Business Communications and the GDPR

Business Communications and the GDPR

What is the GDPR?

The General Data Protection Regulation is a single EU-wide regulation that will replace 28 different pieces of legislation.The goal is to simplify data protection laws and enhance the privacy of individuals. The Regulation will come into force in May 2018 and will toughen up on the way organisations control data. The main difference from the current Data Protection Act will be accountability. The onus will be on the business to prove compliance and to ensure that the data is processed in a manner that ensures the appropriate security of personal data. Significantly, it introduces personal liabilities for company directors.


Why should you care about your phone calls?

Under the Regulation there is a mandate that all IT systems and activities have robust policies and procedures in place. Most businesses will already have general network security in the form of firewalls and email encryption but typically will have neglected the voice element of data protection.This is because when the GDPR is discussed voice communications are not usually the focus.


VoIP telephony systems are the easiest way for hackers to access personal information unless call encryption has been deployed. It is easy to forget that modern telephony solutions are not secure in the same way as traditional ISDN. This is because the calls made on Internet based phone systems are commonly made over the public Internet and are inherently vulnerable to interception.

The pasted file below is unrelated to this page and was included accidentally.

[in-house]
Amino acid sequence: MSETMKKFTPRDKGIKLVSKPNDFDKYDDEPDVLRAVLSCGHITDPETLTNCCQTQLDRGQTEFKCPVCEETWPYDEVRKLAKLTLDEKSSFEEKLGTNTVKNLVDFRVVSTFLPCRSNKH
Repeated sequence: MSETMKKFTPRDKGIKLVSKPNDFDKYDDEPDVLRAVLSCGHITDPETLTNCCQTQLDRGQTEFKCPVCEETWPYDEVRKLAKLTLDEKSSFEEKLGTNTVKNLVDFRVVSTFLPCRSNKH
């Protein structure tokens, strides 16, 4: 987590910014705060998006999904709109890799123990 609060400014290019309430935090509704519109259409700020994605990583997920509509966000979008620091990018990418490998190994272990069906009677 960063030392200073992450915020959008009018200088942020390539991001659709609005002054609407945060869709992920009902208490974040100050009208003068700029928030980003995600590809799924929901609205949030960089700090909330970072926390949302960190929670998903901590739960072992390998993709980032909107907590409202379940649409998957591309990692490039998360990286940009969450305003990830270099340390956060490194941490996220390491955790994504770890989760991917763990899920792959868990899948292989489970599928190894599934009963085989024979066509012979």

The GDPR is concerned with identifying personal data and protecting that data. Data can be stored, processed or transmitted. Voice is one form of data; transmitting data over an open or public network does not protect it; encrypting it does.


The Regulation states that businesses need to implement the appropriate technical measures to ensure the ongoing confidentiality, integrity, availability and resilience of processing systems and services including the encryption of personal data.


Every business regardless of size or sector will use the phone to process sensitive data at some point; for example  HR data such as payroll information, customer or staff addresses,job titles, passport or driving licence numbers. With cyber- attacks and phone hacking on the rise, it isn’t just a  simple employee error that could cause a data breach.


What steps can you take?

Understandably companies are starting to panic. With penalties of 20 million euros or 4% of global turnover for non-compliance with the GDPR it is easy to see why .The most important thing to remember is that companies need to demonstrate that they have taken all reasonable steps to protect sensitive data. The first step is to think about what data is held and how it can be accessed ahead of  taking appropriate steps to secure it. Protecting personal data in the form of robust IT and business communications procedures forms the cornerstone of complying with the Regulation.Call encryption is a key technology tool to help the ICT teams ensure technical compliance.


Talk to Oxon.Tech today to learn about encrypted business phone systems.




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